Center for Biological Diversity

For Immediate Release, March 27, 2023


Lori Ann Burd, (971) 717-6405,

Lawsuit Launched Against Biden Administration Over Failure to Act on Petition to Prohibit Pesticides in Endangered Species Critical Habitat

WASHINGTON— The Center for Biological Diversity today filed a notice of intent to sue the U.S. Fish and Wildlife Service for failing to respond to a January 2019 petition to prohibit nearly all uses of pesticides in areas designated as critical habitat for endangered species.

Since the petition was submitted, the Environmental Protection Agency has released more than a dozen assessments finding that various pesticides are causing grave harm to many of the nation’s most endangered plants and animals. But the Service has failed to put in place any on-the-ground conservation measures to protect species from the pesticides.

“By ignoring the massive threat pesticides pose the Fish and Wildlife Service is pushing many of our most endangered plants and animals to the brink of extinction,” said Lori Ann Burd, the Center’s environmental health director. “We provided a common-sense roadmap for how to protect the most imperiled species in their most important habitats, but the Service hasn’t even bothered to respond.”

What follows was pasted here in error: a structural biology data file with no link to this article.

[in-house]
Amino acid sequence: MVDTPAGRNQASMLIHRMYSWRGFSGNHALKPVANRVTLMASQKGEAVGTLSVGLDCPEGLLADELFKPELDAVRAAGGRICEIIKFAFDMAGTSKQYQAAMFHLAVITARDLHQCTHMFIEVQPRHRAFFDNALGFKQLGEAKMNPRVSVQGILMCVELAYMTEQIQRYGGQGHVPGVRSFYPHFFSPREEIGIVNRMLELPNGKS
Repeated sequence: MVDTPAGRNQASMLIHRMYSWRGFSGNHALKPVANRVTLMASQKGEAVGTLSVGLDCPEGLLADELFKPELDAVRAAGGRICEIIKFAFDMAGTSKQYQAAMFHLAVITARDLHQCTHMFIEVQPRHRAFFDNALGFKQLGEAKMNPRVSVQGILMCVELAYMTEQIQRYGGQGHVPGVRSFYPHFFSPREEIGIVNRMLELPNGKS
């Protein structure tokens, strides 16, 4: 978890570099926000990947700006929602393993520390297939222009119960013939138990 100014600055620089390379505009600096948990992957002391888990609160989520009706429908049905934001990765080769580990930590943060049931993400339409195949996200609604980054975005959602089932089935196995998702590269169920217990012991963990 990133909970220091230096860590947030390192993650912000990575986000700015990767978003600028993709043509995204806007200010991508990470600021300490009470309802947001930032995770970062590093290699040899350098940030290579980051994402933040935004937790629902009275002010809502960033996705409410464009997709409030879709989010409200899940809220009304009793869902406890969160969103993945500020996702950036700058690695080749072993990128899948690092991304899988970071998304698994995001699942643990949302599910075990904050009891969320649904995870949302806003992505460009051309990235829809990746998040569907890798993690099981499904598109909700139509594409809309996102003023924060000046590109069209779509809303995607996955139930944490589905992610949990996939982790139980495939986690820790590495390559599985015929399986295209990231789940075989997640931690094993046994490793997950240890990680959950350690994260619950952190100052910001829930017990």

The petition calls for the agency to use its authority under the Endangered Species Act to proactively put in place measures to protect endangered wildlife from harmful pesticides.

The Fish and Wildlife Service has long recognized that pesticides pose extensive threats to endangered species. Recovery plans for 250 endangered species specifically identify pesticides as a known threat and obstacle to their recovery.

The Service continues to add plants and animals to the Endangered Species list with pesticides identified as a threat, including when the California spotted owl was listed just last month.

The EPA has approved about 1,100 pesticides. In its most recent draft assessment on the impacts of the pesticide cyantraniliprole, to endangered species, it found that the insecticide is likely to adversely affect 635 of the 1,718 listed species; is likely to jeopardize the continued existence of 68 listed species; and is likely to harm the designated critical habitat of 112 species.

“Until the Service musters the political will to do its most important work, endangered species will continue to suffer,” said Burd. “Pesticides are fueling the extinction crisis, but the agency charged with preventing extinctions continues to do nothing about pesticides. This petition gives them a concrete plan for action that would have immediate on-the-ground benefits for endangered plants and animals.”

California spotted owls/Brett Hart, Center for Biological Diversity Image is available for media use.

The Center for Biological Diversity is a national, nonprofit conservation organization with more than 1.7 million members and online activists dedicated to the protection of endangered species and wild places.

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